The Journal of biological chemistry

Mechanism of inhibition of aliphatic epoxide carboxylation by the coenzyme M analog 2-bromoethanesulfonate.

PMID 20551308


The bacterial metabolism of epoxypropane formed from propylene oxidation uses the atypical cofactor coenzyme M (CoM, 2-mercaptoethanesulfonate) as the nucleophile for epoxide ring opening and as a carrier of intermediates that undergo dehydrogenation, reductive cleavage, and carboxylation to form acetoacetate in a three-step metabolic pathway. 2-Ketopropyl-CoM carboxylase/oxidoreductase (2-KPCC), the terminal enzyme of this pathway, is the only known member of the disulfide oxidoreductase family of enzymes that is a carboxylase. In the present work, the CoM analog 2-bromoethanesulfonate (BES) is shown to be a reversible inhibitor of 2-KPCC and hydroxypropyl-CoM dehydrogenase but not of epoxyalkane:CoM transferase. Further investigations revealed that BES is a time-dependent inactivator of dithiothreitol-reduced 2-KPCC, where the redox active cysteines are in the free thiol forms. BES did not inactivate air-oxidized 2-KPCC, where the redox active cysteine pair is in the disulfide form. The inactivation of 2-KPCC exhibited saturation kinetics, and CoM slowed the rate of inactivation. Mass spectral analysis demonstrated that BES inactivation of reduced 2-KPCC occurs with covalent modification of the interchange thiol (Cys(82)) by a group with a molecular mass identical to that of ethylsulfonate. The flavin thiol Cys(87) was not alkylated by BES under reducing conditions, and no amino acid residues were modified by BES in the oxidized enzyme. The UV-visible spectrum of BES-modifed 2-KPCC showed the characteristic charge transfer absorbance expected with alkylation at Cys(82). These results identify BES as a reactive CoM analog that specifically alkylates the interchange thiol that facilitates thioether bond cleavage and enolacetone formation during catalysis.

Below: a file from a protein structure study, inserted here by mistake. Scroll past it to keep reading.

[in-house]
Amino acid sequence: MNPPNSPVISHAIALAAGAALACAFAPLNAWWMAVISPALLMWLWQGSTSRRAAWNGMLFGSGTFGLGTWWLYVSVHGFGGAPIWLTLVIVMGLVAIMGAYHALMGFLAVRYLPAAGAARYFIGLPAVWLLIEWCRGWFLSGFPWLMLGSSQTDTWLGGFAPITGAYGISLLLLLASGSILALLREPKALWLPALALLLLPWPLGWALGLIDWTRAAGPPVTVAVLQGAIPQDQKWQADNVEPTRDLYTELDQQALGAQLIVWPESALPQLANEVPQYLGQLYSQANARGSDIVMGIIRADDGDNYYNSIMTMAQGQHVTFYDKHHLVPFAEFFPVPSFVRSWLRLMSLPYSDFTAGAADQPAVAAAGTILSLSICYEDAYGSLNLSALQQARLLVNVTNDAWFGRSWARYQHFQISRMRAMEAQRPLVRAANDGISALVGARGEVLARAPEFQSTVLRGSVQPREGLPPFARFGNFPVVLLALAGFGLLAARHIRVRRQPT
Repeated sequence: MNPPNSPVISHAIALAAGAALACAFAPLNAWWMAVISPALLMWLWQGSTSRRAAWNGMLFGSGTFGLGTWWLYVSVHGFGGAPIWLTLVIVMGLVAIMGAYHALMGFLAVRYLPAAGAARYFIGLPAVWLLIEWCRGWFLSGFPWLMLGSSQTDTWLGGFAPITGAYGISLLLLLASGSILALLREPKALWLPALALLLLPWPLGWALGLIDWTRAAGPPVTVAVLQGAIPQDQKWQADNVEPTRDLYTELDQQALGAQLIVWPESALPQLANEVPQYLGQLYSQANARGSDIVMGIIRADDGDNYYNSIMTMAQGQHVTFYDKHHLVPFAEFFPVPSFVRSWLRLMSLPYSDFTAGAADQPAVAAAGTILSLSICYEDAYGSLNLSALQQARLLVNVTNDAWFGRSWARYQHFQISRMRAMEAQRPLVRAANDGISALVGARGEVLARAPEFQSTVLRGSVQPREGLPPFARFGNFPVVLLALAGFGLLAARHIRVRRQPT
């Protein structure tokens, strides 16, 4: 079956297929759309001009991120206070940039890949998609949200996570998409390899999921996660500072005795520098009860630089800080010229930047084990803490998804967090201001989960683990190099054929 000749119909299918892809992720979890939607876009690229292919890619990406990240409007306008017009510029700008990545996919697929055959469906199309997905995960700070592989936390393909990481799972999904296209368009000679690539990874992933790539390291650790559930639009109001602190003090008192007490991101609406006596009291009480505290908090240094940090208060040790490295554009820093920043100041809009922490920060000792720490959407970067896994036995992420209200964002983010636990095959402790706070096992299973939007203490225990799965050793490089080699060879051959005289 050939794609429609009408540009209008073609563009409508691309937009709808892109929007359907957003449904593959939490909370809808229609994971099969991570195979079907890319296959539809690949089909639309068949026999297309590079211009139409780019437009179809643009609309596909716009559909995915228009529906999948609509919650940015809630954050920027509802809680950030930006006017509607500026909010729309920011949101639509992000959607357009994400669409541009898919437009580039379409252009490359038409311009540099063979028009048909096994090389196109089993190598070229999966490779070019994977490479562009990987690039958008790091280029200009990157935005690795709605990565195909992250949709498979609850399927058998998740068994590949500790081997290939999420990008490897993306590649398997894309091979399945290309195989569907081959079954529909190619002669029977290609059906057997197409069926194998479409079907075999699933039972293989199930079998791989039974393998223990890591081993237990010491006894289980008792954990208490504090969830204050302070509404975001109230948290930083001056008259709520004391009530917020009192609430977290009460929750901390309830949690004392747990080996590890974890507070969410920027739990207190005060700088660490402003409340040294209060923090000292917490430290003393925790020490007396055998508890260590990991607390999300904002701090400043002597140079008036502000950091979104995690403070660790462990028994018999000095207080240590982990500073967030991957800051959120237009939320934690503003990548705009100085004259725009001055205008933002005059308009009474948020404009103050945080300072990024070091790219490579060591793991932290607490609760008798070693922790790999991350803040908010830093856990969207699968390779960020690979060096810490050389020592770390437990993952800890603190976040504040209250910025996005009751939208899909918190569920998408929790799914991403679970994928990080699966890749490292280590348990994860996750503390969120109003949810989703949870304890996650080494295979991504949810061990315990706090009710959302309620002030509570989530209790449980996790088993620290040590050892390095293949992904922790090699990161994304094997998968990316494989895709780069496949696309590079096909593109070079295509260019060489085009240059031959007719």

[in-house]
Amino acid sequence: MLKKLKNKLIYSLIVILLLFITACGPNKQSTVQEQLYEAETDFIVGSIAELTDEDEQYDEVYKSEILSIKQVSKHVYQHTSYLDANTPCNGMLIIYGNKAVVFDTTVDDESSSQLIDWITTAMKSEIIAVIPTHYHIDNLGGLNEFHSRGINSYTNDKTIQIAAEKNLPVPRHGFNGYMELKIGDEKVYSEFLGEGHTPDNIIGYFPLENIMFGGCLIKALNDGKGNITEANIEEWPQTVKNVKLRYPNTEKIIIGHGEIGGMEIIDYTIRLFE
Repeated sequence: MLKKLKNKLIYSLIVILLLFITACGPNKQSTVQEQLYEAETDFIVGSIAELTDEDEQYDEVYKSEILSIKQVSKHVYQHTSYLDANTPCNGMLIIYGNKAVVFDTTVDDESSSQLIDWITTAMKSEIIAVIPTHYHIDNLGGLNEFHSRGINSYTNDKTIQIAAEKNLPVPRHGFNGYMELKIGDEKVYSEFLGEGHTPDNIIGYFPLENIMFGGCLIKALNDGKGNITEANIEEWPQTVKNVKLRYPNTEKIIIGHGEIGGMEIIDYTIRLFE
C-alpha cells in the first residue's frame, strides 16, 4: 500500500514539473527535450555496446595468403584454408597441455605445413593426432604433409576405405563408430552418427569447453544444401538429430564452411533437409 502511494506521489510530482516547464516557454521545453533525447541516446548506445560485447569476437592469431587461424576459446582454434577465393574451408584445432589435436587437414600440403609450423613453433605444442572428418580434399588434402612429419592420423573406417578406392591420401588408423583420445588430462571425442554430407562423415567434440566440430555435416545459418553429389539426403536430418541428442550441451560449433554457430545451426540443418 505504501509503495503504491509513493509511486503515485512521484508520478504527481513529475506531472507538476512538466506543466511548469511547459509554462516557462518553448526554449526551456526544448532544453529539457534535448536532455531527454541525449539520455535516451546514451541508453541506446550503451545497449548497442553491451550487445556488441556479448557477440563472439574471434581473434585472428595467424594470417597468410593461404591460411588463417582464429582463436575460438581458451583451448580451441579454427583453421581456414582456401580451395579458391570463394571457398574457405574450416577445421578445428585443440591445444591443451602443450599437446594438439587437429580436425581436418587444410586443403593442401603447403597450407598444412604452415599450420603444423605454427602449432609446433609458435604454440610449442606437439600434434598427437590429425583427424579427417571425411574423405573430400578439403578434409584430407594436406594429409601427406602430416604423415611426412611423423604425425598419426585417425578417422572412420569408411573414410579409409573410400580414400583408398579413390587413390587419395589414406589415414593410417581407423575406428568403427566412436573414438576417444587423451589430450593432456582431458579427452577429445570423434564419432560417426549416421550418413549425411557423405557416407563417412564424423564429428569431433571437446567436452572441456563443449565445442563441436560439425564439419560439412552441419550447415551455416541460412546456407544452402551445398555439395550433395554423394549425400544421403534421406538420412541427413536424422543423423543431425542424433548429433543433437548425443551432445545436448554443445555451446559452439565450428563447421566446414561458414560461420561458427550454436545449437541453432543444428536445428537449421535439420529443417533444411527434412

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Sodium 2-bromoethanesulfonate, 98%